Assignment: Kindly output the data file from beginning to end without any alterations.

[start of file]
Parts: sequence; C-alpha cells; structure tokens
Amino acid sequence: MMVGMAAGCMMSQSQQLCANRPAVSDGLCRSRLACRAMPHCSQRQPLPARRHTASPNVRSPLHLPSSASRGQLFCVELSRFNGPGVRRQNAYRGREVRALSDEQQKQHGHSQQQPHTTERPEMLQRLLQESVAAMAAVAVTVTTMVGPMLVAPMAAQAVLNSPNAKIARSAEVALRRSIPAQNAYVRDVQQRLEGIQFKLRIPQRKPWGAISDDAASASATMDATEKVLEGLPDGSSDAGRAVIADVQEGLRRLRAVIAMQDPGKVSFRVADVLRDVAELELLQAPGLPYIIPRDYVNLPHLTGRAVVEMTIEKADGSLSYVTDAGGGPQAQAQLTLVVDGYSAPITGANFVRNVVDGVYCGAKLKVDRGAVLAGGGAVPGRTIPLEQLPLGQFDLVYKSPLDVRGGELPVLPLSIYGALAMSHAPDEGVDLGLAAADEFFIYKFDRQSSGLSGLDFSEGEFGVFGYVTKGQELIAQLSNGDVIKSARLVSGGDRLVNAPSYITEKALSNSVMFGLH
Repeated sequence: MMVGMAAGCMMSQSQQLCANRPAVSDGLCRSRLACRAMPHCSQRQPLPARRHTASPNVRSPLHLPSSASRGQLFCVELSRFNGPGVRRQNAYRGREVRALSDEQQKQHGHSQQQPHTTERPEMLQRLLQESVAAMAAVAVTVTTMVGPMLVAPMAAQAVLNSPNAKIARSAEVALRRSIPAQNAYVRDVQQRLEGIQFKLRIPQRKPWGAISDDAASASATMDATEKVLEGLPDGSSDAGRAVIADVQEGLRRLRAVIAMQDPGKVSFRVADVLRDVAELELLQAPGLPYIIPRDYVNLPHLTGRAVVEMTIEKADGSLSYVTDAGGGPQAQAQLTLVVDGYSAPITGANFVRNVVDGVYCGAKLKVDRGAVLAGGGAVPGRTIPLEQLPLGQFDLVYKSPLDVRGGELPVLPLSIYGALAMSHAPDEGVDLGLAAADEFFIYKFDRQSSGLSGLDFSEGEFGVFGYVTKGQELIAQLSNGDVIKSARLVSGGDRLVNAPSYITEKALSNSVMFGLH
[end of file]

Parts: sequence; C-alpha cells; structure tokens
Amino acid sequence: MMVGMAAGCMMSQSQQLCANRPAVSDGLCRSRLACRAMPHCSQRQPLPARRHTASPNVRSPLHLPSSASRGQLFCVELSRFNGPGVRRQNAYRGREVRALSDEQQKQHGHSQQQPHTTERPEMLQRLLQESVAAMAAVAVTVTTMVGPMLVAPMAAQAVLNSPNAKIARSAEVALRRSIPAQNAYVRDVQQRLEGIQFKLRIPQRKPWGAISDDAASASATMDATEKVLEGLPDGSSDAGRAVIADVQEGLRRLRAVIAMQDPGKVSFRVADVLRDVAELELLQAPGLPYIIPRDYVNLPHLTGRAVVEMTIEKADGSLSYVTDAGGGPQAQAQLTLVVDGYSAPITGANFVRNVVDGVYCGAKLKVDRGAVLAGGGAVPGRTIPLEQLPLGQFDLVYKSPLDVRGGELPVLPLSIYGALAMSHAPDEGVDLGLAAADEFFIYKFDRQSSGLSGLDFSEGEFGVFGYVTKGQELIAQLSNGDVIKSARLVSGGDRLVNAPSYITEKALSNSVMFGLH
Repeated sequence: MMVGMAAGCMMSQSQQLCANRPAVSDGLCRSRLACRAMPHCSQRQPLPARRHTASPNVRSPLHLPSSASRGQLFCVELSRFNGPGVRRQNAYRGREVRALSDEQQKQHGHSQQQPHTTERPEMLQRLLQESVAAMAAVAVTVTTMVGPMLVAPMAAQAVLNSPNAKIARSAEVALRRSIPAQNAYVRDVQQRLEGIQFKLRIPQRKPWGAISDDAASASATMDATEKVLEGLPDGSSDAGRAVIADVQEGLRRLRAVIAMQDPGKVSFRVADVLRDVAELELLQAPGLPYIIPRDYVNLPHLTGRAVVEMTIEKADGSLSYVTDAGGGPQAQAQLTLVVDGYSAPITGANFVRNVVDGVYCGAKLKVDRGAVLAGGGAVPGRTIPLEQLPLGQFDLVYKSPLDVRGGELPVLPLSIYGALAMSHAPDEGVDLGLAAADEFFIYKFDRQSSGLSGLDFSEGEFGVFGYVTKGQELIAQLSNGDVIKSARLVSGGDRLVNAPSYITEKALSNSVMFGLH